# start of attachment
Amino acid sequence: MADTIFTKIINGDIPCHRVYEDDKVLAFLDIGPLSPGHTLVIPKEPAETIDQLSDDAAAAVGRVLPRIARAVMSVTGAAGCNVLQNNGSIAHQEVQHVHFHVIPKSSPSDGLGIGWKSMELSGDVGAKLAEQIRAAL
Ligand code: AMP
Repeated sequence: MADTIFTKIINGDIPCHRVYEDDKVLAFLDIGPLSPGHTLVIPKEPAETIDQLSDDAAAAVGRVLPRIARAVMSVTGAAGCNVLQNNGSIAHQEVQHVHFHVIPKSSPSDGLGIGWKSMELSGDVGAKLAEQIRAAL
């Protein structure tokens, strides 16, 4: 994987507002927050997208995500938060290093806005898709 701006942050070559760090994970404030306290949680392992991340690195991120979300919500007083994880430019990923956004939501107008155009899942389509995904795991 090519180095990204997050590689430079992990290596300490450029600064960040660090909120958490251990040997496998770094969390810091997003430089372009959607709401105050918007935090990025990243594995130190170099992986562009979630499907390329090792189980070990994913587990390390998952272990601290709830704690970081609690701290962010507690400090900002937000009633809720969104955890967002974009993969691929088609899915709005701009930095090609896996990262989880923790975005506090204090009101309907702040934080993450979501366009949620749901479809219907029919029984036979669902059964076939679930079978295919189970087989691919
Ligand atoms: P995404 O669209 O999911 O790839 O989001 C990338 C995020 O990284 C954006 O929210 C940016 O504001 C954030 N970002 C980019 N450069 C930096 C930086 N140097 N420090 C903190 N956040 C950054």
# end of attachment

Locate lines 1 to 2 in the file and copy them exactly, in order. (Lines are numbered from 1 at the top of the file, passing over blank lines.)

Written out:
Amino acid sequence: MADTIFTKIINGDIPCHRVYEDDKVLAFLDIGPLSPGHTLVIPKEPAETIDQLSDDAAAAVGRVLPRIARAVMSVTGAAGCNVLQNNGSIAHQEVQHVHFHVIPKSSPSDGLGIGWKSMELSGDVGAKLAEQIRAAL
Ligand code: AMP